The Yorkshire-based jazz festival is working with the new organisation Black Lives in Music to empower and amplify Black musicians’ voices and promote their ground-breaking research
Black Lives in Music (BLiM) was launched to tackle the racial inequalities in the UK music industry and to help create inclusive and diverse participation and representation within jazz and classical music.
Marsden Jazz Festival is proud to be one of the first music festivals to sign up to this initiative and is working closely with the organisation to widen opportunities for black musicians at their festival, as well as to celebrate the history and achievements of black jazz musicians throughout the UK.
BLiM’s goals include widening opportunities at grassroots levels for emerging Black artists and advocating for equality in the music industry workforce.
Through their survey, which is now open to respondents, BLiM are asking Black musicians and music creators to share their stories and have their voices heard. It will address barriers that limit talent from thriving, including racial discrimination, mental health, well-being, and economic disparity.
With a strong commitment to achieving an equitable festival and wider music industry on all levels, Marsden Jazz Festival didn’t hesitate to partner with Black Lives in Music alongside other arts heavyweights including Help Musicians UK, Jazz North, PRS Foundation, Manchester Jazz Festival, and Leeds Conservatoire.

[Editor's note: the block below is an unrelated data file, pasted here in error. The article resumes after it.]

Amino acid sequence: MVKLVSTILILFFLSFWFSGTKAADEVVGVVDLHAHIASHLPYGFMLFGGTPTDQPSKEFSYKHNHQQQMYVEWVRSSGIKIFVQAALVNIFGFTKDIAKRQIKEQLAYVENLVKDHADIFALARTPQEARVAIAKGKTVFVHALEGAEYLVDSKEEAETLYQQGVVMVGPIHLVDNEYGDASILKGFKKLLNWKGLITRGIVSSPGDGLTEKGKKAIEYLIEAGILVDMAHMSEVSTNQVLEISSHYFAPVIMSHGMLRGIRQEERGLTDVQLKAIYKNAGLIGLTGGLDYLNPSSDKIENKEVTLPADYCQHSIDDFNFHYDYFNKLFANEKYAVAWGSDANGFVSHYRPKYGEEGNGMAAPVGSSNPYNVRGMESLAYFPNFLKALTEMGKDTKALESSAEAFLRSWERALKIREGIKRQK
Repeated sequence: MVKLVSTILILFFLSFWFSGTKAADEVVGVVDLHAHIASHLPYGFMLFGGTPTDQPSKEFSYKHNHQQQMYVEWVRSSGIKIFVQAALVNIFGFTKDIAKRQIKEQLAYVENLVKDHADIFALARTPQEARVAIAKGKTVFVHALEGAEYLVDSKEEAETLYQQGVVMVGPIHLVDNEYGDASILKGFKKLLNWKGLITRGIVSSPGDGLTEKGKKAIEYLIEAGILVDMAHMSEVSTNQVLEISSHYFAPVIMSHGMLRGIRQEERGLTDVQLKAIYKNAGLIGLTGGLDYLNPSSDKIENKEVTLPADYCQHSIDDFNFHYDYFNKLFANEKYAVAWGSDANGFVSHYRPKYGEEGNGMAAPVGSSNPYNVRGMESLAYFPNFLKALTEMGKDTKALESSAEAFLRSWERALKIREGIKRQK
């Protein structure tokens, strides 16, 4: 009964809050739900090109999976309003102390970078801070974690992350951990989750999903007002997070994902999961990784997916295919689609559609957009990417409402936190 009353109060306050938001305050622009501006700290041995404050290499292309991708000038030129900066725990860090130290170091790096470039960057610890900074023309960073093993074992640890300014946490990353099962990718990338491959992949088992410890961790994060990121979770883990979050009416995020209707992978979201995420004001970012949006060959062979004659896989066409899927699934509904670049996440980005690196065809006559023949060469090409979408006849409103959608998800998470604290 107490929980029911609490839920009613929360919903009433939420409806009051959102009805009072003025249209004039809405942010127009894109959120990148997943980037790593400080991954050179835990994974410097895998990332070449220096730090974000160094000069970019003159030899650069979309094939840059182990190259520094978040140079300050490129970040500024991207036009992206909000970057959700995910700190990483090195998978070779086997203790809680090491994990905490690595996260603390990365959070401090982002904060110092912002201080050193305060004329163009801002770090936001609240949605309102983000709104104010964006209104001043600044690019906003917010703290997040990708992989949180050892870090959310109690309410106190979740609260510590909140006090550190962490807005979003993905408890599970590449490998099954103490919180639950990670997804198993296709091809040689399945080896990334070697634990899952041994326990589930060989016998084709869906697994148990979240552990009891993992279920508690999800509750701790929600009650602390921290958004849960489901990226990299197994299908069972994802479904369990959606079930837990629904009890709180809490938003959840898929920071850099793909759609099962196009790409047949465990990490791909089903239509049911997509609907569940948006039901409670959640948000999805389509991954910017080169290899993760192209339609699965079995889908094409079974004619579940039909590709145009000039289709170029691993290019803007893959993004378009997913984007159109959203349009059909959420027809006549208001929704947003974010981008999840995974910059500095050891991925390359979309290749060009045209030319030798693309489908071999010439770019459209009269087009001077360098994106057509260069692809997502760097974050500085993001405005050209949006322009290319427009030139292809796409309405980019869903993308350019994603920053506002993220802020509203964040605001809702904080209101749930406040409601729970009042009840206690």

Marsden Jazz Festival is already signed up to and achieving the Keychange pledge of a 50/50 gender balance in artistic programming, so joining BLiM is the next step in their work to creating a diverse, accessible, and representative festival for all.
Barney Stevenson, Artistic Director for Marsden Jazz Festival said:
“I am very proud that Black Lives in Music invited Marsden Jazz Festival to become a founding partner of their crucial movement. Since 1992, Marsden Jazz Festival has brought a black art form to the heart of a predominantly white, rural community in Marsden in the South Pennines of West Yorkshire.
“But we know that Marsden Jazz Festival has further to go to ensure black representation amongst all of our stakeholders, be they board of trustees, staff, artists, volunteers, and our audience.
“We recognise that we are at a particular moment in history when systematic black underrepresentation in the UK jazz sector can no longer be ignored, and we are proud to be part of the movement to counteract that.”
Currently, no data exists on black musicians and professionals in the UK and BLiM and their partners are here to change that. Through this research, systemic racism within the music industry will be brought to the fore of the conversation and huge, lasting changes can then be made to tackle it. BLiM will be supporting festivals, universities, orchestras, and more to achieve inclusive and diverse senior management/board level, as well as mentoring to enable the progression of Black musicians.
Black musicians and music professionals are urged to fill out the Black Lives in Music survey by visiting: https://blim.org.uk/change